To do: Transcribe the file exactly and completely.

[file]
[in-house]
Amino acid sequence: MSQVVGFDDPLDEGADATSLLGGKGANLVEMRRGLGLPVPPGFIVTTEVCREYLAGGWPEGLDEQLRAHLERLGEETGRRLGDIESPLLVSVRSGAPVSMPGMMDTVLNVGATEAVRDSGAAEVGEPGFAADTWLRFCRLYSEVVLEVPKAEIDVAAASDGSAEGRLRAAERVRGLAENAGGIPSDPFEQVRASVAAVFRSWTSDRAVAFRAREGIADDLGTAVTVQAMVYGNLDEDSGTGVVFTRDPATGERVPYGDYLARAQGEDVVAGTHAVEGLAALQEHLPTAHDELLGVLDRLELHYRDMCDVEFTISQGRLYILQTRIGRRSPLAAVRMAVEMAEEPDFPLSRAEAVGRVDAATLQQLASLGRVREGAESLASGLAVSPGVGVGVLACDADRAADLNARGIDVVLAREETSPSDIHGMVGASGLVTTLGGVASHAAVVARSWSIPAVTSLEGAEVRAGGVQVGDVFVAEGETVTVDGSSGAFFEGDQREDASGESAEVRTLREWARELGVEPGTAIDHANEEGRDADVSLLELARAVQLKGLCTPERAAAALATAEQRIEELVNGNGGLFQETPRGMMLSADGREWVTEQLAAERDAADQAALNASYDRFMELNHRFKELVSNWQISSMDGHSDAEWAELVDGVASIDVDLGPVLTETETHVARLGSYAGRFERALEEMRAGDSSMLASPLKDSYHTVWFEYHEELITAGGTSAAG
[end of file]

[in-house]
Amino acid sequence: MSQVVGFDDPLDEGADATSLLGGKGANLVEMRRGLGLPVPPGFIVTTEVCREYLAGGWPEGLDEQLRAHLERLGEETGRRLGDIESPLLVSVRSGAPVSMPGMMDTVLNVGATEAVRDSGAAEVGEPGFAADTWLRFCRLYSEVVLEVPKAEIDVAAASDGSAEGRLRAAERVRGLAENAGGIPSDPFEQVRASVAAVFRSWTSDRAVAFRAREGIADDLGTAVTVQAMVYGNLDEDSGTGVVFTRDPATGERVPYGDYLARAQGEDVVAGTHAVEGLAALQEHLPTAHDELLGVLDRLELHYRDMCDVEFTISQGRLYILQTRIGRRSPLAAVRMAVEMAEEPDFPLSRAEAVGRVDAATLQQLASLGRVREGAESLASGLAVSPGVGVGVLACDADRAADLNARGIDVVLAREETSPSDIHGMVGASGLVTTLGGVASHAAVVARSWSIPAVTSLEGAEVRAGGVQVGDVFVAEGETVTVDGSSGAFFEGDQREDASGESAEVRTLREWARELGVEPGTAIDHANEEGRDADVSLLELARAVQLKGLCTPERAAAALATAEQRIEELVNGNGGLFQETPRGMMLSADGREWVTEQLAAERDAADQAALNASYDRFMELNHRFKELVSNWQISSMDGHSDAEWAELVDGVASIDVDLGPVLTETETHVARLGSYAGRFERALEEMRAGDSSMLASPLKDSYHTVWFEYHEELITAGGTSAAG